The day or two is likely needed to find a replacement. The heat's coming because of an 0-6-1 winless streak, including Tuesday's 7-1 thumping at the hands of the Philadelphia Flyers and former Lightning members Chris Gratton (player) and Wayne Cashman (assistant coach who left after feuding with Crisp).

Rick Paterson, an assistant who replaced Cashman, was believed to have the inside track to the head job, but the Lightning also is looking at outside options that could include John Muckler or Ted Nolan. In fact, reports Friday night on ESPN and the Madison Square Garden network indicated that Nolan had moved to the head of Tampa's wish list and could get the job at any moment.

If Crisp survives, it will be because of money. He still has about $1.1 million left on his monster deal of three seasons ago and the cash-strapped franchise would be reluctant to eat it.

Tampa was outscored, 25-6, through the seven-game winless span and several players are said to have quit on Crisp, something upper management is aware of.

It's a little less intense in Toronto, but certainly not good.

After a particularly difficult practice following a bad team performance, angry defenseman Mathieu Schneider told the Toronto Sun the whip-cracking workout must have been ordered by upper management and the brass should lay off coach Mike Murphy. Murphy and club president Ken Dryden had to go through two days of denials of front office interference.

Murphy is already walking on egg shells because of the team's lackluster record plus the fact Dryden didn't hire him. Murphy is also nervous about Toronto's three-headed management team and believes ambitious associate Mike Smith won't need much provocation to push for his dismissal.

Kovalev is clueless

The always mystifying Alexei Kovalev of the New York Rangers cross-checked Gary Roberts in the back well after Carolina scored in the first period of a recent game. Considering Roberts is attempting to come back from surgery for a broken neck, it seemed like a real cheap shot. Kovalev said he didn't know about Roberts' problems. The league reviewed the incident but did not suspend Kovalev.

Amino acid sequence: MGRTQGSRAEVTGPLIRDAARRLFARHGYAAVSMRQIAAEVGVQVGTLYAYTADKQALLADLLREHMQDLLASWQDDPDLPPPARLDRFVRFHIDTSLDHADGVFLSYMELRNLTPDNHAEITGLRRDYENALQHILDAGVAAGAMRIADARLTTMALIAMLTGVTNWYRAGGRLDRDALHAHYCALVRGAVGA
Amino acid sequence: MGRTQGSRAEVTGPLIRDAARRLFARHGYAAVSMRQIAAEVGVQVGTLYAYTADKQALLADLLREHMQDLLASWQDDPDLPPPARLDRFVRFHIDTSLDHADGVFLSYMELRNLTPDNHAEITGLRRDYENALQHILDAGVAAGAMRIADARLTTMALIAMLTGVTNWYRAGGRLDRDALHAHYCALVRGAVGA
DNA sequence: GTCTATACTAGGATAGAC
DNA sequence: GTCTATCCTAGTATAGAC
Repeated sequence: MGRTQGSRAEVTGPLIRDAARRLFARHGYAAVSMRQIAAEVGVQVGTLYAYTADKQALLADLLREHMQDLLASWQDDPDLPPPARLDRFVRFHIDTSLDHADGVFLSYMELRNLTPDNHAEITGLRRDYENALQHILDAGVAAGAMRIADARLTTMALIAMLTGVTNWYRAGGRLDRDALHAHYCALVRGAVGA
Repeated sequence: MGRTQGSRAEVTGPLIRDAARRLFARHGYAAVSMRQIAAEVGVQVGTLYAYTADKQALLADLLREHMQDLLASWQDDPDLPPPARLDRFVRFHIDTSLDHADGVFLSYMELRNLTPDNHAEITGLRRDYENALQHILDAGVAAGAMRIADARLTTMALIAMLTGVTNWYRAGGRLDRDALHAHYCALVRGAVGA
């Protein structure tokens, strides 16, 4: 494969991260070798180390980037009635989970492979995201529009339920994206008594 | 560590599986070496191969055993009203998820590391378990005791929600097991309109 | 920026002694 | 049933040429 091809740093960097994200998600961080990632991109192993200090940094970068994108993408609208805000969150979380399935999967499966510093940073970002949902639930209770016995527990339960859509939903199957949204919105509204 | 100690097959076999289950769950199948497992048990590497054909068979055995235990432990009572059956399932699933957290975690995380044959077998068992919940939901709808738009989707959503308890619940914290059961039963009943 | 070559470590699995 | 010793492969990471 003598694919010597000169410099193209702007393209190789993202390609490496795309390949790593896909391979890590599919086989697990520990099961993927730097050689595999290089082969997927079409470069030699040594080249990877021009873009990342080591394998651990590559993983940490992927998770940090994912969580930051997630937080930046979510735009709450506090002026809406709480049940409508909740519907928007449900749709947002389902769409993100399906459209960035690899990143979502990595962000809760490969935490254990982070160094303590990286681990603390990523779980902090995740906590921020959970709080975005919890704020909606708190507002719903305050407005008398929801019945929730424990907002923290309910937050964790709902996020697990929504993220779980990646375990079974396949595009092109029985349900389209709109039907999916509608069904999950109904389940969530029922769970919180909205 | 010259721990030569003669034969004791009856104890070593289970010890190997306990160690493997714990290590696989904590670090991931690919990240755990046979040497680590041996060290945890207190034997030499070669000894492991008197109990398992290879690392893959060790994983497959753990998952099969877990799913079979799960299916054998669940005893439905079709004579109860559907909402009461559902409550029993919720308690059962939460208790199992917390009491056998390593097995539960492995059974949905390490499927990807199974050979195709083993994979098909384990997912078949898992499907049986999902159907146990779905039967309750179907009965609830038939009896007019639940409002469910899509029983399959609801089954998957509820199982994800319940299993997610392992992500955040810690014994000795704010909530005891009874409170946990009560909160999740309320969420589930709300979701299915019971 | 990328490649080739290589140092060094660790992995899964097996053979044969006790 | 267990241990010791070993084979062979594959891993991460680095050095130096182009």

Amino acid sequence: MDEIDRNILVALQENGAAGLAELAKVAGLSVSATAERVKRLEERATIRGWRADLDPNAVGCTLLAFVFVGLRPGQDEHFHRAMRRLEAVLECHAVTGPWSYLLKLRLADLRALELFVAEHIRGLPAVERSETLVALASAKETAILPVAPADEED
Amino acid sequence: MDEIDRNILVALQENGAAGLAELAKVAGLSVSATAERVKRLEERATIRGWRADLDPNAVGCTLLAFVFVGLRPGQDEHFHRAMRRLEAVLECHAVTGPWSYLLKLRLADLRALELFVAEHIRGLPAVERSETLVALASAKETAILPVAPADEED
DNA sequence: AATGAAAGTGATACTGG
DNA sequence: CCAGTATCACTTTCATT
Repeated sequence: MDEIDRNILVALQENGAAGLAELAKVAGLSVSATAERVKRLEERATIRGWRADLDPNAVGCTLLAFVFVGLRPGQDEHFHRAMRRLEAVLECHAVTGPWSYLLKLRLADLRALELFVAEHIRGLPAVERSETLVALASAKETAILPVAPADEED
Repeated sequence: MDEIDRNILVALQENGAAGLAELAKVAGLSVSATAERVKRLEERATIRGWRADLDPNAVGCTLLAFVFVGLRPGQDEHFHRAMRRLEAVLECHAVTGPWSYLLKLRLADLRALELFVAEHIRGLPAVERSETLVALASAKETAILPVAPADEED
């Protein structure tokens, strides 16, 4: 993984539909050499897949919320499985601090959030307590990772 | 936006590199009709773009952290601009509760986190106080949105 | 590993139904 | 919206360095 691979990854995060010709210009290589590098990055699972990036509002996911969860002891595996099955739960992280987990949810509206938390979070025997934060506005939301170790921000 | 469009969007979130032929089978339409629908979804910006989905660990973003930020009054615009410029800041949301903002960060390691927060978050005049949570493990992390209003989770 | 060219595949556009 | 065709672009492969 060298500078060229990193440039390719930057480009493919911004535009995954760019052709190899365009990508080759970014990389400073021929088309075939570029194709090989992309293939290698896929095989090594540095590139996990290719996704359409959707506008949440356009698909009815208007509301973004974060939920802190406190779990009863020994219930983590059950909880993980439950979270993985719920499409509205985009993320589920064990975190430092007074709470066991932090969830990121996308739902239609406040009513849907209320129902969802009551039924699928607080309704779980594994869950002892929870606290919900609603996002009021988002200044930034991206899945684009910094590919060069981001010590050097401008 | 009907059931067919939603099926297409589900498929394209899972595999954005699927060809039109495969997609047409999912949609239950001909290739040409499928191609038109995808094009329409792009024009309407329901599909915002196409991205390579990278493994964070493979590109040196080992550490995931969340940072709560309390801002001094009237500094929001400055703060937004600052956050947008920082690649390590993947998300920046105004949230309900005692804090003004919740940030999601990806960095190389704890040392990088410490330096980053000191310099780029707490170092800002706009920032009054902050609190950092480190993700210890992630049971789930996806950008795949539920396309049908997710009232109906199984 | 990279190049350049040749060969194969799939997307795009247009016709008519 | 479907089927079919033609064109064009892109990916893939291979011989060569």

Kovalev has never lived up to his promise and is rumored to be on the trade block.

Coach Colin Campbell has benched him numerous times and there is talk the Rangers will ship him to Vancouver for former Sabre Alexander Mogilny.

Kovalev seemingly would welcome a trade, hinting that most of his problems were with Campbell.

"Sometimes I am just so confused," he said. "Sometimes I come back (to the bench), and I don't know what to do next. Every time you do something wrong, it's like you're by yourself. I have no idea why I was on the bench. It didn't mean that I didn't want to play -- I tried hard. I try to do everything right, and it just doesn't happen."

New York has long had an interest in Mogilny, but it intensified after the Rangers secured Pat LaFontaine, his center when the two were with the Sabres.

Sizing up trade talk

Chicago, Carolina and Calgary are looking to deal.

The names that crop up most often in Chicago are Eric Daze and Ethan Moreau.

Montreal is said to be in the mix now, looking to inject size -- either player would provide it -- into its lineup. The Canadiens have forwards and goaltender Jocelyn Thibault to spare as they have veteran Andy Moog with the club and promising prospect Jose Theodore in the minors.

Chicago is looking at its goaltending situation because No. 1 Jeff Hackett's long-term ankle injury does not seem to be responding to treatment.

'Canes general manager Jim Rutherford is known to have talked to "five or six" teams.

"We're off to a poor start (1-7-2 in first 10)," Rutherford said. "Certainly, you have to take a look at things."

Rutherford confirmed that he's been in contact with several teams, including Chicago, which could end up being the new home for Carolina goalie Sean Burke.

The Hurricanes could gamble on Daze, who's off to a disappointing start but scored 22 goals last season, or center Jeff Shantz. Even inconsistent center Alexei Zhamnov could fill the 'Canes' need for a playmaker.

There is speculation that the Blackhawks have targeted Hurricanes forward Geoff Sanderson, but Carolina is reluctant to part with its most talented player.